Okay, sorry about the horrible pun. It suddenly occurred to me that people (especially those from outside the UK) might be somewhat shocked that the Barts and the London NHS Trust, a group of three major hospitals in London took so long to deal with a malicious program that was, apparently, detected by their provider
Okay, sorry about the horrible pun. It suddenly occurred to me that people (especially those from outside the UK) might be somewhat shocked that the Barts and the London NHS Trust, a group of three major hospitals in London took so long to deal with a malicious program that was, apparently, detected by their provider as long ago as January 2008. I still don’t know exactly how a fairly elderly variant of a positively antique mass mailer managed to escape both the on-site anti-malware service and the NHS email service protection, but it doesn’t surprise me that the Trust’s IT team were cautious about the recovery, prioritising clinical areas rather than administrative staff.
Some years ago, the entire NHS suffered a fairly lengthy network outage because the Code Red worm was known to be infecting some unprotected machines. At that point, there were over three million systems known to be connected to the NHS network – I’ve no idea what the current figure is but I doubt if it’s less – so it would have been miraculous if there were no unprotected or infected machines. So there were two main considerations: (1) essential services shouldn’t be disrupted – and by that I mean clinical services, not the director of something or other being unable to track something he was auctioning (or bidding on) on eBay (2) the NHS should not be transmitting malware to the rest of the world. In a rational, properly secured healthcare organization, a networking problem, even over days rather than hours, really shouldn’t endanger lives. So the WAN service was severely restricted while a handful of machines were traced and cleaned/patched, but life went on in Britain’s health service: it wa a little more difficult to keep the wheels greased, but no panics or mass burials.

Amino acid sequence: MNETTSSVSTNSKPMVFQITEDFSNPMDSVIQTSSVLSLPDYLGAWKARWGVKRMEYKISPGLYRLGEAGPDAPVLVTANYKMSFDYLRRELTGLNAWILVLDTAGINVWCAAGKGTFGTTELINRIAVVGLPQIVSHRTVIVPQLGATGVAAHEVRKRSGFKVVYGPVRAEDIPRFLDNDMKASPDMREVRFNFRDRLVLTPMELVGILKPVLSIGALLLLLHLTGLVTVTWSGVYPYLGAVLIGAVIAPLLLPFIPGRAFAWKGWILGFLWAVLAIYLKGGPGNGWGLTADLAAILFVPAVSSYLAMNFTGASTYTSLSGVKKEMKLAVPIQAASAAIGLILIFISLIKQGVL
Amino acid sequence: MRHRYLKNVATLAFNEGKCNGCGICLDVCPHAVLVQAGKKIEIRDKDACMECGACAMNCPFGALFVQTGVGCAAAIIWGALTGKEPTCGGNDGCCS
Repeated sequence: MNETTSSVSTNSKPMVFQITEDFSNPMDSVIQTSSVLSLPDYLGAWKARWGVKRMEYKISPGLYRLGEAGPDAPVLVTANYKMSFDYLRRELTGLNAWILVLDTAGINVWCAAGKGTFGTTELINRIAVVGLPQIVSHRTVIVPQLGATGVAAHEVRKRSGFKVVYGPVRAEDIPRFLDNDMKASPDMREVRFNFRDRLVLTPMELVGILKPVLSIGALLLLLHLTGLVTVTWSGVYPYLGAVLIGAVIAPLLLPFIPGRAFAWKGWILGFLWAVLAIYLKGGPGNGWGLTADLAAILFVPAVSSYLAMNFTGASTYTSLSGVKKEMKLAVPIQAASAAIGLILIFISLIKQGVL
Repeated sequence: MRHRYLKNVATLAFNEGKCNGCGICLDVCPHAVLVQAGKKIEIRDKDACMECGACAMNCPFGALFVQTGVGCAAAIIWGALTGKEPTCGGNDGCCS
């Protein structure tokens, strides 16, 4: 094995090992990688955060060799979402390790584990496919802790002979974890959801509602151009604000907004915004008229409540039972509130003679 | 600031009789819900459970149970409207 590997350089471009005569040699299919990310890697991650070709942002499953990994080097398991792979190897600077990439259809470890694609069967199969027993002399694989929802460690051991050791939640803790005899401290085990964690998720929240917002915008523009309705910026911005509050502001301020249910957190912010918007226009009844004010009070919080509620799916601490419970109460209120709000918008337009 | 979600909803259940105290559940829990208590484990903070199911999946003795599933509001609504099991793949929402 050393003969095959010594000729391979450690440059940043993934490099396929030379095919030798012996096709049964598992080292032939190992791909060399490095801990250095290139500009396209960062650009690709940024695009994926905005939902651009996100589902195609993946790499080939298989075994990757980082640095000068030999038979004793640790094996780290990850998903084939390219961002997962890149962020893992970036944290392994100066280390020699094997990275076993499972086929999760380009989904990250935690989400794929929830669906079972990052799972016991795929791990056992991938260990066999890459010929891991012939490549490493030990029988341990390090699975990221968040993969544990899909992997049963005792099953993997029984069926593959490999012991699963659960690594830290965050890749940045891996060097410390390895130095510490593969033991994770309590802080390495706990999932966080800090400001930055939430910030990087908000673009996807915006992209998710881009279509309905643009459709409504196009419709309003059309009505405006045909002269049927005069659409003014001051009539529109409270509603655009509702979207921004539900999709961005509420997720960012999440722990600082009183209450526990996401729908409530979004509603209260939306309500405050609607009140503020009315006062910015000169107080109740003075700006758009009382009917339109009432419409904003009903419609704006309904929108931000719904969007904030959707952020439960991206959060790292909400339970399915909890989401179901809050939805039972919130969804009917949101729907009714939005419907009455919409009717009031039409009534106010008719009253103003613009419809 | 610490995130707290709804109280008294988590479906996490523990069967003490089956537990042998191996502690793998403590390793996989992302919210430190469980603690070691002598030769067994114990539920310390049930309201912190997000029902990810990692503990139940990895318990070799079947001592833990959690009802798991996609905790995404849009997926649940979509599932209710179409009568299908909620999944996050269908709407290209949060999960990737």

This time, too, there seems to have been a determined effort to maintain control and balance: a crisis, but not the drama you might have expected. In fact, in spite of our increasing dependence on sophisticated electronics, it looks as if healthcare is still about people making do and coping, not about The Machine Stops. Which cheers me up, anyway. Political dissensions notwithstanding. :)
Director of Malware Intelligence.